National World War II Museum unveils Operation Finale; breaks ground on Liberation Pavilion


It’s been a busy week at the National World War II Museum as they officially opened the Hall of Democracy and broke ground on the Liberation Pavilion, which will catalog the history of the liberation of the concentration and death camps by the Allies.

Mossad agent Avner Abraham speaks at the National World War II Museum on the plan to capture escaped Nazi war criminal Adolf Eichmann. (Photo by Alan Smason)

At the Hall of Democracy, the first curated exhibit in the Senator John Alario, jr. Special Exhibit Hall was opened to the public last night, Thursday, October 17.

“Operation Finale: The Capture and Trial of Adolf Eichmann” tells the story of how Mossad, the Israel Secret Service, launched a secret operation to verify the identity of the escaped Nazi war criminal Adolf Eichman and then to secret him away to Israel, where he stood trial for complicity in the deaths of six million Jews and others as part of the Nazis’ “final solution” for the Jews of Europe.

Mossad agent Avner Abraham was in New Orleans to explain details of the operation, which took eleven different Mossad agents from Israel to Europe and then to Argentina, where an El Al airplane transported them all back to Tel Aviv.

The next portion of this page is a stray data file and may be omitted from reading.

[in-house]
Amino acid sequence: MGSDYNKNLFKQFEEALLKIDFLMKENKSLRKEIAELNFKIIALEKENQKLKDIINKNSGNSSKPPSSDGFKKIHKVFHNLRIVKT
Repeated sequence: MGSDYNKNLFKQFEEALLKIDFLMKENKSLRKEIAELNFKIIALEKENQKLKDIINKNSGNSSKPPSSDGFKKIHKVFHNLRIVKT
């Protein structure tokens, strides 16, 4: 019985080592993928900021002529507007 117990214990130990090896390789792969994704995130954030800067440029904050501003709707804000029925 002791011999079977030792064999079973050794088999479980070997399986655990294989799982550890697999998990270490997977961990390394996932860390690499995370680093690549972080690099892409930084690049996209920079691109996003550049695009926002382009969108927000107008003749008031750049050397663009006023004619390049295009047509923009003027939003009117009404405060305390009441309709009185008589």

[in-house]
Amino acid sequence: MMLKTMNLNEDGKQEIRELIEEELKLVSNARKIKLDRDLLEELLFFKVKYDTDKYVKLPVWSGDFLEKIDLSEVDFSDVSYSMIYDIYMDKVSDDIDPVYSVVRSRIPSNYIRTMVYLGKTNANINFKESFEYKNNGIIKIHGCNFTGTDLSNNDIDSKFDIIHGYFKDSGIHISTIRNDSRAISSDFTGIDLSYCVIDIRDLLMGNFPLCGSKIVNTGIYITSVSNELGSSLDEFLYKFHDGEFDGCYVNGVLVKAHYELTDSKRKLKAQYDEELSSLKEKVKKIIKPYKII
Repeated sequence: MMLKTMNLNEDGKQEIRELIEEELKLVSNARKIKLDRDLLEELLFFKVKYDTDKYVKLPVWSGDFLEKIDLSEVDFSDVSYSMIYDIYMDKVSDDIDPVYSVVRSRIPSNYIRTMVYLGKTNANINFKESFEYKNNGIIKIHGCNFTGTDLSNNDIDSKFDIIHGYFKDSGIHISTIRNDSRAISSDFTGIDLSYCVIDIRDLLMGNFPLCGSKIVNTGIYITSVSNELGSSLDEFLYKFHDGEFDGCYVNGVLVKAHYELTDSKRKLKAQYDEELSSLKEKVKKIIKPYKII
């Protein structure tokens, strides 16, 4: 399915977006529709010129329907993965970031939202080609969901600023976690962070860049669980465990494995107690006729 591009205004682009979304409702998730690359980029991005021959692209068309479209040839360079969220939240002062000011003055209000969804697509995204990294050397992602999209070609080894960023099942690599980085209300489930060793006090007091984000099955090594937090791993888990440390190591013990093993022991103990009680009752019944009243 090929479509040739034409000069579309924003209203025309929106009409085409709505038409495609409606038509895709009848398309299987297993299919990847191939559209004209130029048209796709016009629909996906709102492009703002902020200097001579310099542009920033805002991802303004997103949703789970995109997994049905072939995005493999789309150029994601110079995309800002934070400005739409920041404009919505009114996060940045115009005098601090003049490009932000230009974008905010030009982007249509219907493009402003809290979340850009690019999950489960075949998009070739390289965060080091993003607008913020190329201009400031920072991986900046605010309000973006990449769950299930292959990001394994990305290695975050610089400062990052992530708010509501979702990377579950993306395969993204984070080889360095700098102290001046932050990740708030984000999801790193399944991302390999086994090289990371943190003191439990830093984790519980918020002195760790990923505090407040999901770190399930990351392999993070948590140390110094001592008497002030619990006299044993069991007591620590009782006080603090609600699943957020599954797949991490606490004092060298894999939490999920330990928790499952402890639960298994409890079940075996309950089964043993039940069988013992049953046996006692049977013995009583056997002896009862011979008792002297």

The story was detailed in the Steven Spielberg movie of the same title released last year and starring Ben Kingsley. Abraham served as a consultant and appeared in the film.

Museum officials and major donors prepare to ceremonially break ground on the National World War II’s Liberation Pavilion. (Photo by Alan Smason)

Meanwhile, the official groundbreaking of the Liberation Pavilion occurred yesterday morning as part of the opening of the Hall of Democracy.

Museum officials and major donors were on hand to turn the dirt with ceremonial golden shovels to denote the beginning of construction on the next phase of construction at the museum.

The Liberation Pavilion will be the final addition to the museum’s master plan and will eventually stand three stories tall. The final resolution of the Holocaust, the post-war years and the impact of the Holocaust will be explored. Plans also call for a massive interfaith chapel along with the capability to display cinema and other multimedia presentations.

(Editor’s note: More photos and details on this story will be published after the Succot holidays are over.)

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